With that said, the general technical flow of cooperation maintains a steady pace without the necessity of swapping between characters. Everything governs to gel well enough for the most part, with maybe a few instances of interference from an AI ally. Despite loading screens getting a significant boost this time around, the inconveniences in judging distances when confronted with leap of faiths and broad trial and error encounters are still quite heavily abundant. In all fairness though, these are common traits traditionally found within this particular genre. One that spans way back from the likes of Prince of Persia, Flashback, Heart of Darkness all the way to LIMBO.

Following closely in the footsteps of its predecessor, Little Nightmares II is an indie darling hiding a triple-A development team under the floorboards. It takes the cream of cinematic interpretations of The Ring, Poltergeist, IT and even Jim Henson’s Labyrinth and whisks them further into a butter of pitch-black imagination. It may not steer too far from the apple tree when it comes to evolving its gameplay, but what it does do is dim the lights even lower to carry on the momentum for another satisfying and nerve-wracking experience.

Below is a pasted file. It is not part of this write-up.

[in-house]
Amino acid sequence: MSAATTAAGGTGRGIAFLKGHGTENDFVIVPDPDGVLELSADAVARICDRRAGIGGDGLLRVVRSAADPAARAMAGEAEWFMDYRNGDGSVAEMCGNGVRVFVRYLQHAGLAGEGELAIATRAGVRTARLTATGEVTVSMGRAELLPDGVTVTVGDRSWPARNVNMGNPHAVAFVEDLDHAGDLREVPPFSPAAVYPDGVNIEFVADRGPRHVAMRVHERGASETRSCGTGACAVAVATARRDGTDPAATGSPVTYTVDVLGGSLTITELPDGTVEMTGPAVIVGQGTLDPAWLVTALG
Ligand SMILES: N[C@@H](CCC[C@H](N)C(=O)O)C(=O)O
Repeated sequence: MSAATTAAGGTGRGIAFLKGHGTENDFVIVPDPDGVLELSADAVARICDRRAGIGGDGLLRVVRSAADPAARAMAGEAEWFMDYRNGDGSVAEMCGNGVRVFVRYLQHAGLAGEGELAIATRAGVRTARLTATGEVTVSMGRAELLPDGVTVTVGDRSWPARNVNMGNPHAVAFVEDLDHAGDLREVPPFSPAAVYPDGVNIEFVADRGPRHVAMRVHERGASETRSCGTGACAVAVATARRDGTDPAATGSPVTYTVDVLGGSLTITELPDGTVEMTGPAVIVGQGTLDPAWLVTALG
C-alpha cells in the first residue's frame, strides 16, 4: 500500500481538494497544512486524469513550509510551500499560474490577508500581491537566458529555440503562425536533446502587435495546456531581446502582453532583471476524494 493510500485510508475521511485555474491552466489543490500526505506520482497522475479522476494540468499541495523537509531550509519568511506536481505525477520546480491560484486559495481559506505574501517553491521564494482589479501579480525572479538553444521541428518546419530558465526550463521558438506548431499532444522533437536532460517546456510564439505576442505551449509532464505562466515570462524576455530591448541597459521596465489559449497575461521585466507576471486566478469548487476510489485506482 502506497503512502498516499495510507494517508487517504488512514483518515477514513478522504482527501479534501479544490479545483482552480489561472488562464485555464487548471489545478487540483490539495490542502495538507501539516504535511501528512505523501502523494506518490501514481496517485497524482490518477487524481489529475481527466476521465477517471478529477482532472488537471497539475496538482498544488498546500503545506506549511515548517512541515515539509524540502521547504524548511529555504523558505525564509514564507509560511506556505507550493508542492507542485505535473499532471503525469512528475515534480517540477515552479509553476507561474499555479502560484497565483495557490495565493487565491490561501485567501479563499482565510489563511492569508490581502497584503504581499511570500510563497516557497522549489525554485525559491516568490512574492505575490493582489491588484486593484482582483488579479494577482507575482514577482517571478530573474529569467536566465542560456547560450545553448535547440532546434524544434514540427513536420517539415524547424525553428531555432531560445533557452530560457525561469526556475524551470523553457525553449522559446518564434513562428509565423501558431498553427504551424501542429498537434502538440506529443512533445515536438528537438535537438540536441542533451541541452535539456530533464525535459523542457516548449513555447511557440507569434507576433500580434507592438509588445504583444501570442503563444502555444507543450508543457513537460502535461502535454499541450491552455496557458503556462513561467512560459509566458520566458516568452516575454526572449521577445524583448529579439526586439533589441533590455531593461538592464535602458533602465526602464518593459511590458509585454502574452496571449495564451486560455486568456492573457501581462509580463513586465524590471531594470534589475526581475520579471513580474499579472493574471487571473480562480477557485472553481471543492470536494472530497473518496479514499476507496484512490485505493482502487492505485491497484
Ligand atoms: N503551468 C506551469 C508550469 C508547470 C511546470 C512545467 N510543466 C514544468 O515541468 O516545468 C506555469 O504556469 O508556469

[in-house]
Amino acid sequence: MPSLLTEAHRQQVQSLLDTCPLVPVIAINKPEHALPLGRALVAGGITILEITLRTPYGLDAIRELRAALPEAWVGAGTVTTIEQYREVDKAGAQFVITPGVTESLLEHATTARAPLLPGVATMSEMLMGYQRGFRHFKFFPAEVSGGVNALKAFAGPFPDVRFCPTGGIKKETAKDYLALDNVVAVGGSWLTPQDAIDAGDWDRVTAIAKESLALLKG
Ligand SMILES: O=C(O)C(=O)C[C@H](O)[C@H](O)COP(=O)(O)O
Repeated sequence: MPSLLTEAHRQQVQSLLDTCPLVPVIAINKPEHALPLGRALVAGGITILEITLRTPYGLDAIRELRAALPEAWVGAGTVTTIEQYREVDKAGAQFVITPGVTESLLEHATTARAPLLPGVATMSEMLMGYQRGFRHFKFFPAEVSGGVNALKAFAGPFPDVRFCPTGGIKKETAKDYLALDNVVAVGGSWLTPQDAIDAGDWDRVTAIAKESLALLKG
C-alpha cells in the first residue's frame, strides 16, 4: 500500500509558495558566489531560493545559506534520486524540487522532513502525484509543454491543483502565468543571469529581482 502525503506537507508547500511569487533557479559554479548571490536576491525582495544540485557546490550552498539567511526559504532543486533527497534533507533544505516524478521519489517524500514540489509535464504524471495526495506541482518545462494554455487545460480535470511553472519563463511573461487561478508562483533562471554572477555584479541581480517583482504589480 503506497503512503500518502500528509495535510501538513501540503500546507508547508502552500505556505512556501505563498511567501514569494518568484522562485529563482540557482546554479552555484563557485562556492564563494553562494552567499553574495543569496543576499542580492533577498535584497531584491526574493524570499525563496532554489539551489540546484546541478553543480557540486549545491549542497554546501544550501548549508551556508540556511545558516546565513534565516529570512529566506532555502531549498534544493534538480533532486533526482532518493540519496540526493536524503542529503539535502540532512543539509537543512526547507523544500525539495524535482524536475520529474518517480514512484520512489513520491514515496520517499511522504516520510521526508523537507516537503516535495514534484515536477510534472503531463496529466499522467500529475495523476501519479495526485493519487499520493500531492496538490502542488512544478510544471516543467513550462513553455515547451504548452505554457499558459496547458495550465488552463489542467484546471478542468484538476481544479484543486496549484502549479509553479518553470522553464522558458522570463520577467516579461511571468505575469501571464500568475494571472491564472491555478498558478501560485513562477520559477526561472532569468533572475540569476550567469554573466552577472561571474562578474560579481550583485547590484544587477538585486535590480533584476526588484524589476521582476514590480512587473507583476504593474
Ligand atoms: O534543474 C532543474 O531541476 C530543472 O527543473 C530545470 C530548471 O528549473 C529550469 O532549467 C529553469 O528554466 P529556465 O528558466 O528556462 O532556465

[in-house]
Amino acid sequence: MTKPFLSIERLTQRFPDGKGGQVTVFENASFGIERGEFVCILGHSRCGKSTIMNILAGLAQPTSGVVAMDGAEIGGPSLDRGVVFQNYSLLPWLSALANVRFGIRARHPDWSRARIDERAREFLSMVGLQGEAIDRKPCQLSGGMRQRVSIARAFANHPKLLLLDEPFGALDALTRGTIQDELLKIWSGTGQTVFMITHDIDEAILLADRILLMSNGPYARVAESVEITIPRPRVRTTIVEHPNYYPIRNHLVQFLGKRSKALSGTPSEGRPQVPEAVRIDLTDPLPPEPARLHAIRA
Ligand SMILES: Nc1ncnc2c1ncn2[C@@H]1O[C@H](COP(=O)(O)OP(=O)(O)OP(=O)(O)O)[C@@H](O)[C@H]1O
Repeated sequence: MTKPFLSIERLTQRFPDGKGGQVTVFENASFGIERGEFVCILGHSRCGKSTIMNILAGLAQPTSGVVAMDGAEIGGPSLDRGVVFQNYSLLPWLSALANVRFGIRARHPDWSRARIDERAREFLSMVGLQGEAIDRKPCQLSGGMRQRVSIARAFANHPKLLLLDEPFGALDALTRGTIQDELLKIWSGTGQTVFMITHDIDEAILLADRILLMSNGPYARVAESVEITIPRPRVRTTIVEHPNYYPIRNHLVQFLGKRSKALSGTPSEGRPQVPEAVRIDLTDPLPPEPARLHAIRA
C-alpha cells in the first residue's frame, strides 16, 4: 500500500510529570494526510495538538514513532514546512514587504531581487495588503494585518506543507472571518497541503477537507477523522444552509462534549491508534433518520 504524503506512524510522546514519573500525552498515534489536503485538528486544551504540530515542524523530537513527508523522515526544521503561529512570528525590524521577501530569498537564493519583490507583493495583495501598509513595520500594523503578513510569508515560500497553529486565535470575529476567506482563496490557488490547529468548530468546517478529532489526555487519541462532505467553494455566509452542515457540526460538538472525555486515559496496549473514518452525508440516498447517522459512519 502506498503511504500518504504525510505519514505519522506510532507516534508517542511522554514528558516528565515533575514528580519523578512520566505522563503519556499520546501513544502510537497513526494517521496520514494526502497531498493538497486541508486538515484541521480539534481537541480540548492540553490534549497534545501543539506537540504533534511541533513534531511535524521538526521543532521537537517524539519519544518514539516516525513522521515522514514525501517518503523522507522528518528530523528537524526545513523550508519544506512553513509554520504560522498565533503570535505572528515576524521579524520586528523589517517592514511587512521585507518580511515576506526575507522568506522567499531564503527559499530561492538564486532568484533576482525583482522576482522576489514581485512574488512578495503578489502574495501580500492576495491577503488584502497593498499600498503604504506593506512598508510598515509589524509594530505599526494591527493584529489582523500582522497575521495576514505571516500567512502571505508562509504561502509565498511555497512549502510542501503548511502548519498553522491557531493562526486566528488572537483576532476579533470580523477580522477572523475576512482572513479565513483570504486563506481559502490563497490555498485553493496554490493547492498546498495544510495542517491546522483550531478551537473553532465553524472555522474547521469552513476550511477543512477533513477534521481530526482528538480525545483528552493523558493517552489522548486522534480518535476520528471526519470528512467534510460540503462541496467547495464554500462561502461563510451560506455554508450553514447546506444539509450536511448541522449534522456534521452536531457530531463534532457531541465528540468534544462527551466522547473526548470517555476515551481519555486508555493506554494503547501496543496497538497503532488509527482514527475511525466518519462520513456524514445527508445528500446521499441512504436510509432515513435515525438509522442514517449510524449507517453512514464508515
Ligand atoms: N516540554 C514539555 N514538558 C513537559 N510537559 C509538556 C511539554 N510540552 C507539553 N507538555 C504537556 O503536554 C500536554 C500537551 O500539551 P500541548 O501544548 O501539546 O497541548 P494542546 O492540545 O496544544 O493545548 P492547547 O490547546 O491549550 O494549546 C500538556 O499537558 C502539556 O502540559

Version Tested: Nintendo Switch
Review copy provided by Bandai Namco Entertainment

Nintendo Insider Review Score 9

Total
10